(I pass this technique on to my SailNow students during lessons back home in Illinois...students really "tune in" to the boat and what it is doing as they make adjustments!)
Our Handiham Camp Courage Motto is "We can do that..." and we all do our best to make "wishes come true" at camp.
I look forward to Handiham Camp every year, eager to renew friendships and create new relationships.
If you know someone with a disability (or someone "completely normal") who would like to explore ham radio, and possibly get licensed, either on their own or at Handiham Camp -- have them contact me...and I'll show them how to get started !
Bill Vokac - K9BV
(217) 369-0015

Wednesday, February 24, 2010

Predict new winds sooner...

A new LASER and sensoring device from a Virginia firm called Catch The Wind is designed to "anticipate" a change in wind direction and speed to increase the electricity production from giant wind turbines "by as much as 10%."

By detecting air particle motion up to 1000 ft ahead, a sailboat racer could benefit greatly?

Now, if only this Laser could fit on my LASER...


Monday, February 22, 2010

CLSA Door County Cruise

For the past decade, I've taken my MacGregor 25 north (8 hour drive) to Ephraim's Firehouse Ramp for cruisng the area for about 2 weeks.

In 2007, two sailboats from the Carlyle Yacht Club joined me for awhile and we circumnavigated Chambers Island (this island has a lake in the center with two islands -- visible on most charts...) for a perfect 8 hour sail.

It was also the year the Green Bay water was rather low -- you really had to pay attention to the channel markers and not stray from the channels!

Our 2008 Door Cruise was really special as Jim Coleman joined me as crew and guided us farther North than I had previously gone -- around Washington Island to visit Rock Island, WI. Thordarson's State Park Boathouse is truly amazing with interior concrete wharfs behind the stone arches, with an "open air" ballroom on the entire second floor!

In 2009, many of the same sites were visited ...and thoroughly enjoyed with the Budden's on their MacGregor 26S -- and they vowed to return in 2010...Yup, it's that nice a destination...nobody goes just once...!!!
In 2010, as promised, Joe and Linda Budden returned -- as did Jim Coleman, and we were joined by Joe and Denise Karbarz on their recently - purchased Morgan 22. They loved the awesome sailing and are considering their Door County return with a larger sailboat !
As for 2011, why not join us....?

Tuesday, January 19, 2010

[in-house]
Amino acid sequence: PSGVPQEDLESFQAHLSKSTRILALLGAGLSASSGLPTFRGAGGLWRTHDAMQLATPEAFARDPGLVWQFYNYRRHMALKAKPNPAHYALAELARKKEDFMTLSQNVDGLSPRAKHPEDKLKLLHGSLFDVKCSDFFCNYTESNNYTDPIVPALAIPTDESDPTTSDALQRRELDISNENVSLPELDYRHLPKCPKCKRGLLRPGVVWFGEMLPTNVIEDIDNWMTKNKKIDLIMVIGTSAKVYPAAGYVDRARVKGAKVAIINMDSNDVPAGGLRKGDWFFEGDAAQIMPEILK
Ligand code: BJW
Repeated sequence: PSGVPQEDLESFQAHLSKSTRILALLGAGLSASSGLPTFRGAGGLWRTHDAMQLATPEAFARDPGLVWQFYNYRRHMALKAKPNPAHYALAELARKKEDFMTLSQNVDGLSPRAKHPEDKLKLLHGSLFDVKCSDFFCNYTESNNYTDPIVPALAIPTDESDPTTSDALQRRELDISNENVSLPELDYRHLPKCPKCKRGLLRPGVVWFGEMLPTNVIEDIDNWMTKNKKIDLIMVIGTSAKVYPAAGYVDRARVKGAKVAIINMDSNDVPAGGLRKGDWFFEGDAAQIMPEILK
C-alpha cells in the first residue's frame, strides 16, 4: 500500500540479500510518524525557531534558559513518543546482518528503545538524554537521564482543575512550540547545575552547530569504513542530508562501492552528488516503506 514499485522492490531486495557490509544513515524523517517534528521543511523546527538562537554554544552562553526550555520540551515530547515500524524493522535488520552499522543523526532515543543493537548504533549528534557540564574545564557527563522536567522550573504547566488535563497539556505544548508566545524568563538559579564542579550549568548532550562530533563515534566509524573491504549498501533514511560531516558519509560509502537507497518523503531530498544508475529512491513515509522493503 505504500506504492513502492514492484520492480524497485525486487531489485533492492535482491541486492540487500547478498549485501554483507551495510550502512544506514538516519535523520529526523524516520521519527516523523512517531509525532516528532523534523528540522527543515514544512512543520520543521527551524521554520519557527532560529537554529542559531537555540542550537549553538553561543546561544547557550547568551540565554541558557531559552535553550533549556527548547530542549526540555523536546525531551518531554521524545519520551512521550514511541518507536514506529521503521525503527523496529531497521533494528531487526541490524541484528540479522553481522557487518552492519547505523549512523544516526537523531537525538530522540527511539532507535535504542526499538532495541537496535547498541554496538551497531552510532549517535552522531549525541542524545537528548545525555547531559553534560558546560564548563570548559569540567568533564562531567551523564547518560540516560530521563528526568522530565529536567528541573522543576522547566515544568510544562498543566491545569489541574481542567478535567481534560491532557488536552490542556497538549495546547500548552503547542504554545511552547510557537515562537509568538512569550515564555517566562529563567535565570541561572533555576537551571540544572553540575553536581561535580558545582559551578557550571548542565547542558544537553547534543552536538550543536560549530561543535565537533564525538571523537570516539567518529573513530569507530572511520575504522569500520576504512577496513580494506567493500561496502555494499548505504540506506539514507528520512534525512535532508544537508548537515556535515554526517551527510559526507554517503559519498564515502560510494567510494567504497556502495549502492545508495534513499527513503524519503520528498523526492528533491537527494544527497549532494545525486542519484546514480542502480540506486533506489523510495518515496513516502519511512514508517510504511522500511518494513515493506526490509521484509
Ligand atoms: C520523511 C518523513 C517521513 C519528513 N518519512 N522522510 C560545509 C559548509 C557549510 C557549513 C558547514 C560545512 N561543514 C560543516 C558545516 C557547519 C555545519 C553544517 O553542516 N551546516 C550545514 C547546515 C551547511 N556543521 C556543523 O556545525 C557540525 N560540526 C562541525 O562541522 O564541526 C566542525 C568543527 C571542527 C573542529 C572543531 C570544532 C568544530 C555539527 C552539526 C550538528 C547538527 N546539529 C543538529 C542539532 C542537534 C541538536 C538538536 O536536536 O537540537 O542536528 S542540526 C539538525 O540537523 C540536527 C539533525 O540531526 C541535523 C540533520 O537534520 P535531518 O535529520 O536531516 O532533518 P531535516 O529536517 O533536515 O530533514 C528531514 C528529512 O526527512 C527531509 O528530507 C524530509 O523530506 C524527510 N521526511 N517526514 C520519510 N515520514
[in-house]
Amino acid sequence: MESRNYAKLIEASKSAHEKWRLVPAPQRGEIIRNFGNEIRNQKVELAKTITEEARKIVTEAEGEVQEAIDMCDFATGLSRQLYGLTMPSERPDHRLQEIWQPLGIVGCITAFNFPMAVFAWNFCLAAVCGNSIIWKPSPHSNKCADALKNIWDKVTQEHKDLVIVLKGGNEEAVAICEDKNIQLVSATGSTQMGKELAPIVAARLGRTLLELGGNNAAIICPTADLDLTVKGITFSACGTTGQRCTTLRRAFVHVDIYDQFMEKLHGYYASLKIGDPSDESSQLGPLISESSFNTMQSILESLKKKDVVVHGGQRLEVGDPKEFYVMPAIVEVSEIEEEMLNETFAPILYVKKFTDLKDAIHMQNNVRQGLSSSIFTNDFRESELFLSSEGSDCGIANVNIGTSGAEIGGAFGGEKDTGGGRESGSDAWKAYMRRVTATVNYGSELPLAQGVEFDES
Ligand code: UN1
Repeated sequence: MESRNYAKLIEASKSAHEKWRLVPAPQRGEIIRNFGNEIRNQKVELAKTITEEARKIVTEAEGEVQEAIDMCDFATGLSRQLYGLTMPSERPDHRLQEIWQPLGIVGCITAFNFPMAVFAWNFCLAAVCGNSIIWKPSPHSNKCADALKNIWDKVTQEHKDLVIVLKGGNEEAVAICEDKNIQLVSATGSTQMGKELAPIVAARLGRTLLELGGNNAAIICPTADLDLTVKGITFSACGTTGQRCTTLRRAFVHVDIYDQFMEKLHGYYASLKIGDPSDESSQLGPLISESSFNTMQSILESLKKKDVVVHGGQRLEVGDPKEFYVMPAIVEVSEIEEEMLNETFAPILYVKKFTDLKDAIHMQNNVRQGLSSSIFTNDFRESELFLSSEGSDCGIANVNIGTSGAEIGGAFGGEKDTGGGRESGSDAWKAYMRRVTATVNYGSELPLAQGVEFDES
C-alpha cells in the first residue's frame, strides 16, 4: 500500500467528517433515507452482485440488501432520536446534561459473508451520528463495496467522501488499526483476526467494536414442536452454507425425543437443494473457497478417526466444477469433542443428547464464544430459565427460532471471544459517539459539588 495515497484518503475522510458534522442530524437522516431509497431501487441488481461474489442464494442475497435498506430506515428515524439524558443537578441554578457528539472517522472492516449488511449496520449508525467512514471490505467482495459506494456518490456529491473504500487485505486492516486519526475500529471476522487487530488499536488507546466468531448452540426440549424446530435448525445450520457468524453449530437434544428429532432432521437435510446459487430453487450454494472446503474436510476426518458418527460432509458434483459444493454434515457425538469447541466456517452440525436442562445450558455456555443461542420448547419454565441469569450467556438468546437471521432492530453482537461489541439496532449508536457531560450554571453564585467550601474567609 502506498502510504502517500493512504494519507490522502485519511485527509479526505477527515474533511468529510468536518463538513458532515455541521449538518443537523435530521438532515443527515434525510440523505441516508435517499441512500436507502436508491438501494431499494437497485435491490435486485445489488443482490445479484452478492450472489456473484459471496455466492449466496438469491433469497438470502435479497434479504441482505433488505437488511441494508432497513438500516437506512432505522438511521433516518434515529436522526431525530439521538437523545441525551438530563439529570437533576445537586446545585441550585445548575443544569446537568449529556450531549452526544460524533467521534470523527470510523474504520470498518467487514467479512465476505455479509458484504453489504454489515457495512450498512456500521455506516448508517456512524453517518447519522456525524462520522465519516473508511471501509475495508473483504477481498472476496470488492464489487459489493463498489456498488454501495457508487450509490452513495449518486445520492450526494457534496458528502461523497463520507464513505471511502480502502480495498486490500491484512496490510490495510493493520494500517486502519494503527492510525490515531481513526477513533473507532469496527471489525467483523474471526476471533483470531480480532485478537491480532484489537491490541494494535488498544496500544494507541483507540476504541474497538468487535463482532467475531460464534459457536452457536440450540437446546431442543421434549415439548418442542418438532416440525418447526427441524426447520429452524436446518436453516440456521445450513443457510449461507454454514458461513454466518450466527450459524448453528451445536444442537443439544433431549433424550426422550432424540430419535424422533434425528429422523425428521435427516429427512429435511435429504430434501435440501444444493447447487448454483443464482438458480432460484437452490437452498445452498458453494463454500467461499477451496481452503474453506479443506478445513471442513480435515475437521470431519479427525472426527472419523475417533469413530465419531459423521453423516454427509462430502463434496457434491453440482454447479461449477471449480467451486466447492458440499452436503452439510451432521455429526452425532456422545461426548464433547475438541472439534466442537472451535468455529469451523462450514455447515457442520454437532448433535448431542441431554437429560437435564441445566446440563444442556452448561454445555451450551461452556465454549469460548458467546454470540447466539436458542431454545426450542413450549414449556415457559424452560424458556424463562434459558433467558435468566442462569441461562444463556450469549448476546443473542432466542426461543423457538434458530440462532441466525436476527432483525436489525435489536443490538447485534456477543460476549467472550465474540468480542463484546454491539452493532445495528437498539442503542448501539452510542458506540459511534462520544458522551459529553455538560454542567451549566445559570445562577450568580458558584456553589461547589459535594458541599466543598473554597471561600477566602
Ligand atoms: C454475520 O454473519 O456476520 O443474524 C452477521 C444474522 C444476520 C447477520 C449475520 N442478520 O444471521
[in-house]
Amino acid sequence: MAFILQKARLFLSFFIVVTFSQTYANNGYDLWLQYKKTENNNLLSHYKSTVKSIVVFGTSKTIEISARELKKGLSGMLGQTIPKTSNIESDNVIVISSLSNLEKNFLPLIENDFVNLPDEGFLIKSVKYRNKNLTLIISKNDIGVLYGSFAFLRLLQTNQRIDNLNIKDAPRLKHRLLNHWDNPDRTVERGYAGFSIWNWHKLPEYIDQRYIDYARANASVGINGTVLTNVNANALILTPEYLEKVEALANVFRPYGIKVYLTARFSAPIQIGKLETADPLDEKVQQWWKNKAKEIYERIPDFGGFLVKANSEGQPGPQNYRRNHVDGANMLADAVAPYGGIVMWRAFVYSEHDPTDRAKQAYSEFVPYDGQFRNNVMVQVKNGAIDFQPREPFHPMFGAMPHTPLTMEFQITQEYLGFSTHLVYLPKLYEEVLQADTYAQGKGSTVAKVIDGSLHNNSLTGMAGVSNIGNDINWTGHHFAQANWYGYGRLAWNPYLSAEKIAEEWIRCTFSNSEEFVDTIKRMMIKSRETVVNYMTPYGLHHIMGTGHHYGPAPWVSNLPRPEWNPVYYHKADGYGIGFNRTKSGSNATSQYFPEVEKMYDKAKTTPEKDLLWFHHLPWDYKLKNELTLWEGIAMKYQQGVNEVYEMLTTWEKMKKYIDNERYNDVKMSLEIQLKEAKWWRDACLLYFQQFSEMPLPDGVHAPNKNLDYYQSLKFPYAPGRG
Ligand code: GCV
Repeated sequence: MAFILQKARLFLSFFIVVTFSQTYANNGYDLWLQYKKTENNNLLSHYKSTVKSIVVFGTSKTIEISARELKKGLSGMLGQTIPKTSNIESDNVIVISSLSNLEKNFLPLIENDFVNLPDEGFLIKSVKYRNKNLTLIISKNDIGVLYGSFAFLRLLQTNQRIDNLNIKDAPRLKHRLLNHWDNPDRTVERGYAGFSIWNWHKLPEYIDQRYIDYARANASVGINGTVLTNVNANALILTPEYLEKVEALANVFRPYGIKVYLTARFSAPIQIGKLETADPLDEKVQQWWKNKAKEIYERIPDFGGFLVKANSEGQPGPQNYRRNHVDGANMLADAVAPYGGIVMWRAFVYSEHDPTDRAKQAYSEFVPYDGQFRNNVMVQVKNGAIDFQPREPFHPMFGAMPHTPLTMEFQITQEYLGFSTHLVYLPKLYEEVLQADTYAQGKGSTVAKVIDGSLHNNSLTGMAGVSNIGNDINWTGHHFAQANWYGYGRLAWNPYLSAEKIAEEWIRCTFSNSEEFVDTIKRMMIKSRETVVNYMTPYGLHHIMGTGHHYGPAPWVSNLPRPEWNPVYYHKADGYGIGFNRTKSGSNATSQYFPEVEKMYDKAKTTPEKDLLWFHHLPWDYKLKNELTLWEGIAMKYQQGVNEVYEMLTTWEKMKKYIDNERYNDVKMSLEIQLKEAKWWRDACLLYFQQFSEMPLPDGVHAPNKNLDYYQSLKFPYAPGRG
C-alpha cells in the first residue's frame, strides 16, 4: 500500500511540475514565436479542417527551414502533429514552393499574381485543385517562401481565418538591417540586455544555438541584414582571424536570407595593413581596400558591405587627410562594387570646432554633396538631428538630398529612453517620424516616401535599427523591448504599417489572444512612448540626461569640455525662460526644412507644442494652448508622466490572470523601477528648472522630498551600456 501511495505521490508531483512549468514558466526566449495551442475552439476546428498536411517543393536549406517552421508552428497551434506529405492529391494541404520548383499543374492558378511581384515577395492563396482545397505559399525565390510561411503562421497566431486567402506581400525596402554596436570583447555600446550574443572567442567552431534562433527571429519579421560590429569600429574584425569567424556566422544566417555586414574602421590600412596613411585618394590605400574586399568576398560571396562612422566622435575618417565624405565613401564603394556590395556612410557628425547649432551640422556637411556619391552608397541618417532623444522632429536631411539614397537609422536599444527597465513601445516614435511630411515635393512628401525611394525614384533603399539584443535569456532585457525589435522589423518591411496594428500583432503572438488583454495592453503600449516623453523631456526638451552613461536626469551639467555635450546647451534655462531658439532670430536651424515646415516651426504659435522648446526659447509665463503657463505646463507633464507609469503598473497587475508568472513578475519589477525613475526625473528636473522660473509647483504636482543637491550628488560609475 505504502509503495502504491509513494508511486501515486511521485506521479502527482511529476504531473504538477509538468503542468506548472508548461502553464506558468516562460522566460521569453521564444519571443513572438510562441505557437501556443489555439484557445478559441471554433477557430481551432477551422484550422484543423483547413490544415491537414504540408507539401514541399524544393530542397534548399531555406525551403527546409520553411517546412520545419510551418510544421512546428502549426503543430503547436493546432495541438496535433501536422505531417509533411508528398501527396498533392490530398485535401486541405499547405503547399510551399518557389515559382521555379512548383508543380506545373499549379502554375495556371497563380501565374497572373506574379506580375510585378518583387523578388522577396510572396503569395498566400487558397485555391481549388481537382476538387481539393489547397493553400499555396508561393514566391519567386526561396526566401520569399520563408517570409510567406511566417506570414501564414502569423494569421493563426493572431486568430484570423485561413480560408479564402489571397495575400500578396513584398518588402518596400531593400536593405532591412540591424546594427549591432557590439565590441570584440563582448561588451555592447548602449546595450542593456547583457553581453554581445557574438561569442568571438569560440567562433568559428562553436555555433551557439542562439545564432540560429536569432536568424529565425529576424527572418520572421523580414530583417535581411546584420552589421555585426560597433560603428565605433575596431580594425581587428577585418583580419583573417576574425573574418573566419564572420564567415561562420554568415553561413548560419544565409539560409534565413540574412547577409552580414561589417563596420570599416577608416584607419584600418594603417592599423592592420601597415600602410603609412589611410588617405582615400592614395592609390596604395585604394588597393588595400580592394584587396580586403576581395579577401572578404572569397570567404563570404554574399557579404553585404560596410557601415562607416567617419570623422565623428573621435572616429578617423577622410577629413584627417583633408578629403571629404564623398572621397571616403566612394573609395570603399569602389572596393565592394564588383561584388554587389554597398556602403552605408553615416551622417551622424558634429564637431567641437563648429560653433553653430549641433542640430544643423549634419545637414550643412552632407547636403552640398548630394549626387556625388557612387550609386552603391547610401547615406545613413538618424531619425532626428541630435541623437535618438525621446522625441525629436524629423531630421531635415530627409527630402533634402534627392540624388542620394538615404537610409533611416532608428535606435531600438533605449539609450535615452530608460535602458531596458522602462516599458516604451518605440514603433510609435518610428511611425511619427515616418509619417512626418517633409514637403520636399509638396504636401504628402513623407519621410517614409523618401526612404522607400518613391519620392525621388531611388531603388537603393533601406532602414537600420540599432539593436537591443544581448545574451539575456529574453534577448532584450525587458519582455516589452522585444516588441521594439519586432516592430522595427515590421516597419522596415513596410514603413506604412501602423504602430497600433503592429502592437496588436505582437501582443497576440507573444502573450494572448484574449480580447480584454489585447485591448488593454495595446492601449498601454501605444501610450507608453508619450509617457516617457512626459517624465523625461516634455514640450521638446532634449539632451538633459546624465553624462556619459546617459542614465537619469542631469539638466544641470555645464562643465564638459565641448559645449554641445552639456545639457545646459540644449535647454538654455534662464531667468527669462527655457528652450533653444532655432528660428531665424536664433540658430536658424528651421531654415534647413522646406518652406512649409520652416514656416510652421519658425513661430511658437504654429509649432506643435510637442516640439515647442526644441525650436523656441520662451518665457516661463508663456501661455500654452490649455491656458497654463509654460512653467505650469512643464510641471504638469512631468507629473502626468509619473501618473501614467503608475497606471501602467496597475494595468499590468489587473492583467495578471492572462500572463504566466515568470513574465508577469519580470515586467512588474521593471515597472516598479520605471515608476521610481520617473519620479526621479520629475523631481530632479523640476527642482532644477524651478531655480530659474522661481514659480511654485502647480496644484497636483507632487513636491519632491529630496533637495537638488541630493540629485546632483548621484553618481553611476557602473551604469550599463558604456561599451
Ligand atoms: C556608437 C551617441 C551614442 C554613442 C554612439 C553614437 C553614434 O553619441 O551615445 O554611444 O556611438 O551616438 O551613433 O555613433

Mercury 8 HP LONG Shaft

SOLD -- This Mercury 8HP motor is very clean and and comes with an external gas tank and hose with matching fittings.

Note the

For more information, contact:
Bill Vokac (217) 369-0015
A new MERCURY 8HP Long Shaft would cost you $ 1850...why not save $$$ and buy this outboard motor for only $550 -- less than 1/3rd the cost?

Windrose 22 CLASSIC Cruiser sailboat

SOLD -- This 1977 Laguna Windrose 22 (a.k.a. Balboa 22) was designed by W. Shad Turner (who also designed the Schock Santana 20) with a full 8 foot beam and draws only 15 inches keel up for easy launching and gunk-holing, yet draws a full 5.5 feet keel down for solid performance into the wind!

The dual drop-leaf table is ideally centered over the keel trunk for use by all when dining aboard and "virtually disappears" with the leafs folded down. There is a pull-out sink with hand-pump that slides aft under the starboard cockpit seat. There's plenty of light below from the large double windows on port and starboard.

The rounded cabin roof (like a Chrysler 26) provides ample headroom when seated below (you can wear your cowboy hat!), and the pop-top (with windowed "camping" canvas surround) gives standing headroom. For winter storage outside, there is a PVC frame (visible in photo above...) to make it easy to toss the winter cover over the boat and secure it.

This Windrose 22 is in excellent condition, has a NEW motor mount, NEW cushions for bunks and seating, and a recently re-painted interior, hull and DECK !! You can see your reflection in the polished hull and the blue bottom paint is in good to excellent condition.

I have the original gallon can
(feels like a little is still in it for any "touching up"), so you know what paint to add to it in a few years, if needed...

All openings to the cabin have screens for overniting "bug-free"
(except for "up-north no-see-ums...")

There are 3 over-sized chrome winches with PVC covers, the usual port and starboard pair, and one on the cabin roof for the everything from the cockpit !

A sturdy Harken traveler gives you the option of mid-boom sheeting for a"performance / racing edge..." Owner reports indicate only 10 knots of wind is needed to get 6 knots of boat speed...

The cockpit has lazarettes on port and starboard for easy access to stored items AND the stern's interior while sailing or "on the hook." Sail single-handed or with your family on this cruising classic...

The trailer has been recently painted battleship grey and is road-ready with tires that have plenty of tread and no side wall "crazing..." AND, yes, there is a mounted spare in the same condition. There is a platform near the front for clamping an outboard when traveling. This adds tongue weight and you don't have lift the motor into the boat or towing vehicle (and smell gasoline during your trip...) when heading down the road... nice feature...

The boat sits quite LOW on the trailer for easy launching because when the swing keel comes up, nearly half of it snuggles into the keel trunk in the hull, leaving you with a secure shoal keel. But, rarely seen in a 22 foot cabin boat, there is also a tongue extension (10'?) so you can launch this boat on nearly any ramp !!

FOR MORE Information or additional photos, contact:

Bill Vokac (217) 369-0015 Mobile or